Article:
The eloquent license plate

How does a professor of fine arts look at America's auto license plates? Most of them are graphic disasters, says William Morgan of the University of Louisville, reflecting on a handsome exception he found. NOT long ago I came across a 1913 Indiana license plate in an antique shop. It measured only 41/2 by 7 inches and after 70 years its porcelain enamel finish still looked new. Its strikingly handsome color scheme of white letters on a royal blue background was an excellent example of graphic simplicity -- a modest but nonetheless satisfying aesthetic achievement. It is not surprising that that small number plate was far more legible than most of the mini-billboards that clutter our automotive landscape. It also reminded me of the sad fact that a majority of our auto tags are messy and downright embarrassing graphic disasters -- visual pollutants that are all too indicative of the low level of design awareness in America.

The primary function of a license plate is to display a sequence of letters and numerals for the convenience of law enforcement officers and revenue officials. However, the license plate has assumed a symbolic role: In sort of an ambassadorial capacity, it is a mobile advertisement and a highly visible expression of a state's public image.

Before the federal government standardized license plate dimensions to 6 by 12 inches, some states expressed themselves by making the plate's shape conform to that of the state map. Now, most states conduct civic advertising campaigns with the help of various mottoes, slogans, and pictorial devices. (Canada's Northwest Territories' profile of a bear is the only North American exception to the standard rectangle.)

Until the Bicentennial celebration initiated a veritable orgy of flags, cannons, heroes, stripes, stars, and logos, the common practice had been to dress up tags with nicknames: ``Land of Enchantment'' (New Mexico), ``America's Dairyland'' (Wisconsin), ``Keystone State'' (Pennsylvania), or phrases extolling state virtues: ``Maine Vacationland,'' ``Wild, Wonderful'' (West Virginia), ``Green Mountains'' (Vermont), or devices associated with the state: Mt. Rushmore (South Dakota), a snowcapped mountain range (Colorado), Wyoming's bronco buster. Occasionally, public-service messages or even moral admonishments appear on license plates, as in Ohio's 1974 query ``Seat Belts Fastened?'' or New Hampshire's ``Live Free or Die.''

Unintentionally, some of these mottoes come across as overly self-conscious: ``Garden State'' (New Jersey), or ``Land of Opportunity'' (Arkansas), can have the opposite effect, causing one to wonder if a state offers anything besides ``Famous Potatoes.'' Conversely, clean letters proclaiming just Maryland or Massachusetts say something about a state's self-assurance.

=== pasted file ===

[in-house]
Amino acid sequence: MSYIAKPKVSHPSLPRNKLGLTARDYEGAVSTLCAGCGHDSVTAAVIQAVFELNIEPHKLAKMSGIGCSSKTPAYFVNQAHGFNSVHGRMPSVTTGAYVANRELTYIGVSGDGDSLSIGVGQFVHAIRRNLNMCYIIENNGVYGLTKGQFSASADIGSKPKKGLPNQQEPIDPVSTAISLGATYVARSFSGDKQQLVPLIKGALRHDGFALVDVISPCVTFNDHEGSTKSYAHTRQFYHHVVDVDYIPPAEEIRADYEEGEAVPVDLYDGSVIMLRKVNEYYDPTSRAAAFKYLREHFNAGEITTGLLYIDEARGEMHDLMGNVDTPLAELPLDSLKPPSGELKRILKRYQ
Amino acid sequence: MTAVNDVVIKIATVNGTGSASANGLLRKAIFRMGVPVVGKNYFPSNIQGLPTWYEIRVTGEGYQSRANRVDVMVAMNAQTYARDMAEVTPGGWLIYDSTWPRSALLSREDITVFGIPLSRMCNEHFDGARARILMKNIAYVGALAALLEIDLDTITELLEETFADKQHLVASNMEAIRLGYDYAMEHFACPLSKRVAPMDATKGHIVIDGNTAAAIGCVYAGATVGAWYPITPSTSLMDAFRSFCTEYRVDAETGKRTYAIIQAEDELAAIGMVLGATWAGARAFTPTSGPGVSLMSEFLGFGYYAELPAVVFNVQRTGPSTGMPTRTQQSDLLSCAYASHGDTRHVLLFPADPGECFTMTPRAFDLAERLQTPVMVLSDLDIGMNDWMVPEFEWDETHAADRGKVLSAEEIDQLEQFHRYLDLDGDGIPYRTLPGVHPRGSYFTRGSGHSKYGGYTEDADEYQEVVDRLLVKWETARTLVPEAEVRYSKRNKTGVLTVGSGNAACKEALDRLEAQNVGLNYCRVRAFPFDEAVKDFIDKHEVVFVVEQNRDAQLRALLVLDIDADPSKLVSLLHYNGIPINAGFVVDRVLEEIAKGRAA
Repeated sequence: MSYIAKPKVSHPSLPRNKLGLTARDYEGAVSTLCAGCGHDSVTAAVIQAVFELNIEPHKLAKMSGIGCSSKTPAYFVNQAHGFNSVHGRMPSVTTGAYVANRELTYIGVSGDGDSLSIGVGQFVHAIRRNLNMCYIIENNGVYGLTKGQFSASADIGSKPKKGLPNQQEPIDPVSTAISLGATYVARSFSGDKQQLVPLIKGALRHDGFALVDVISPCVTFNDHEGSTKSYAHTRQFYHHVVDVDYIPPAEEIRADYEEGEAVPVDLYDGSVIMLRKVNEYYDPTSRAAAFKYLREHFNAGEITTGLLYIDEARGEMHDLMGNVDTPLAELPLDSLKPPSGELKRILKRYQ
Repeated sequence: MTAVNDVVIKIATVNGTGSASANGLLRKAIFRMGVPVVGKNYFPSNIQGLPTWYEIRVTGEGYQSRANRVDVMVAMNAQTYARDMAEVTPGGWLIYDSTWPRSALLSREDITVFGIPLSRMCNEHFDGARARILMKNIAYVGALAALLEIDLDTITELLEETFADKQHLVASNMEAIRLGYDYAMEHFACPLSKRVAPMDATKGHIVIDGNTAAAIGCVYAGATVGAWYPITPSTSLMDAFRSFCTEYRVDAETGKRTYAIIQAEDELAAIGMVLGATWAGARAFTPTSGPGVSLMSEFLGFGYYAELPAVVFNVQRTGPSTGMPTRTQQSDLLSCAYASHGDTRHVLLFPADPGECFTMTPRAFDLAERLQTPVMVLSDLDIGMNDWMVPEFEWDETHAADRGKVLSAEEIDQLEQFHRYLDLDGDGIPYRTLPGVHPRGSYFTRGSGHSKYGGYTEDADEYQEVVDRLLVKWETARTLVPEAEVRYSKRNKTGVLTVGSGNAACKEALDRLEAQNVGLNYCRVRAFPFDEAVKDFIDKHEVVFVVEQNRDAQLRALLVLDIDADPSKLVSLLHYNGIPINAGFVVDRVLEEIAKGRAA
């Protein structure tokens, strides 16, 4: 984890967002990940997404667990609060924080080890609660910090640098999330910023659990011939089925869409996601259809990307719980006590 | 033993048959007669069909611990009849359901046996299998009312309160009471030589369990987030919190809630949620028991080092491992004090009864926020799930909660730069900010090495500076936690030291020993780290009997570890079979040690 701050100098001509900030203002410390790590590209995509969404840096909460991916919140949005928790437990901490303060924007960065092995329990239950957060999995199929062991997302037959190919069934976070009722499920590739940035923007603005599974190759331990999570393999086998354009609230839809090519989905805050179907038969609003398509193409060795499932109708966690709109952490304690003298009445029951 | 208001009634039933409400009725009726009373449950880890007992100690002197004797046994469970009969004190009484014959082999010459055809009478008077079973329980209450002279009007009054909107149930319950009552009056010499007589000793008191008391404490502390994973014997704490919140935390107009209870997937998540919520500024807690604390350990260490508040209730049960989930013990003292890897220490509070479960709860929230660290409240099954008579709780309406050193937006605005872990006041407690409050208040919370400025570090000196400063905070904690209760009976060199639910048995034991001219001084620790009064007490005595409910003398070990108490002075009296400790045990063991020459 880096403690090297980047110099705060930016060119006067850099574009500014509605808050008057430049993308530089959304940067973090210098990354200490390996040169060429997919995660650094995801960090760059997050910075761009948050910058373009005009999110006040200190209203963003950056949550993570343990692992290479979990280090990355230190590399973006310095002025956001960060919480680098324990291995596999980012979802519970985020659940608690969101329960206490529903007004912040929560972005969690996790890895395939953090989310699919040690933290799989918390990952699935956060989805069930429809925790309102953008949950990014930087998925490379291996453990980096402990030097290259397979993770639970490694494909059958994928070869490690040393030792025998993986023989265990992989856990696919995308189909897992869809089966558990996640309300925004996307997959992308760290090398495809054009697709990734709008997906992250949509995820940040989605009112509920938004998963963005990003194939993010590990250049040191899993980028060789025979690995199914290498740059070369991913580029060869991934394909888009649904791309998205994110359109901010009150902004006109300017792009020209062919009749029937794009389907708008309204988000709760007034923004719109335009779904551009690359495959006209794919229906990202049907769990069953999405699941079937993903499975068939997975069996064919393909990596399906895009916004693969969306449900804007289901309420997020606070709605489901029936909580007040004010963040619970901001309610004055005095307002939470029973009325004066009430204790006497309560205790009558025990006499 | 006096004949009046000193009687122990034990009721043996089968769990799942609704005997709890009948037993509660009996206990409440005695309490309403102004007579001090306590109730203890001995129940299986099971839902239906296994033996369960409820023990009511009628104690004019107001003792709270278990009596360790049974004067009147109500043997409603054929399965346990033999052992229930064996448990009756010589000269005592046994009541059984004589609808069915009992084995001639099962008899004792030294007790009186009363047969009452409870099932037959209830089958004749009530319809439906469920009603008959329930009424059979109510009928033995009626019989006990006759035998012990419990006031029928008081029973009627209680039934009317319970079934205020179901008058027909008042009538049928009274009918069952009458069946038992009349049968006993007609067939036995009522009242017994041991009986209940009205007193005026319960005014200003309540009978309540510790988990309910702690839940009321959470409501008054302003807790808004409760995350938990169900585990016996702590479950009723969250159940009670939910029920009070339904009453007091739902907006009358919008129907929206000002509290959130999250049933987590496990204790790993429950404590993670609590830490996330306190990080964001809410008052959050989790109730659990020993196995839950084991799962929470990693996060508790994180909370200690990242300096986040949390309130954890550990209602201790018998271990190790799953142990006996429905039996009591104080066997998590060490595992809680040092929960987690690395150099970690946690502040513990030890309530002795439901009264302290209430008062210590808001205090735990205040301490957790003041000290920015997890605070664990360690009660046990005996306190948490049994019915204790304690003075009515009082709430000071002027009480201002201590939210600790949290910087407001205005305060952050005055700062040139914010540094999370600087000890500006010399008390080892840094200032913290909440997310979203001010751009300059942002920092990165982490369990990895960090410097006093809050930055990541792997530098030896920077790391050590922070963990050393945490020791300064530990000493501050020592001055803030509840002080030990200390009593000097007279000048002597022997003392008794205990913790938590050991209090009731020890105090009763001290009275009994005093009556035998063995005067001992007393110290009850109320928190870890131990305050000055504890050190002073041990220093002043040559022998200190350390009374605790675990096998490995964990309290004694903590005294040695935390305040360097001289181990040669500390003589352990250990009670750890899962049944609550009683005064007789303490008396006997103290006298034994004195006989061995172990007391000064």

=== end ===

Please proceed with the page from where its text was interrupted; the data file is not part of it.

In the past, plates (and hence their color schemes and sometimes their design) were changed every year. But recently there has been a trend toward five-year or even ``permanent'' plates, many with light-colored reflective surfaces. Some of these new reflectorized tags carry scenes behind the numbers, such as Alaska's rearing grizzly or South Carolina's state seal. These scenic backdrops are often quite elaborate, ranging from North Carolina's Wright Brothers plane in flight to Minnesota's lakes and forests, and an Indiana frontier-period farm complete with cornstalks and split-rail fences. Also, maps of the states are reappearing; what used to be a dot or a hyphen separating numbers and letters has become a little state-shaped blob on the current plates of Texas, New Jersey, Ohio, and Oklahoma.

Such colorful developments may be a boon to license plate collectors and to motorists in search of games to amuse bored children on long stretches of Interstate highway. But too often the very purpose of the plate is obscured by all the pictures and unessential verbiage.

As in the case of other utilitarian objects, the most attractive -- and often the most effective -- license plates are the simplest. Thus, while no one would suggest that license plate design, like size, be regulated, we can wish that the states might accept the limitations of license plate design as a challenge. Employing only their state names, and by the use of distinctive colors and attractive typography, license plates could become dignified and eloquent statements once again. 30{et

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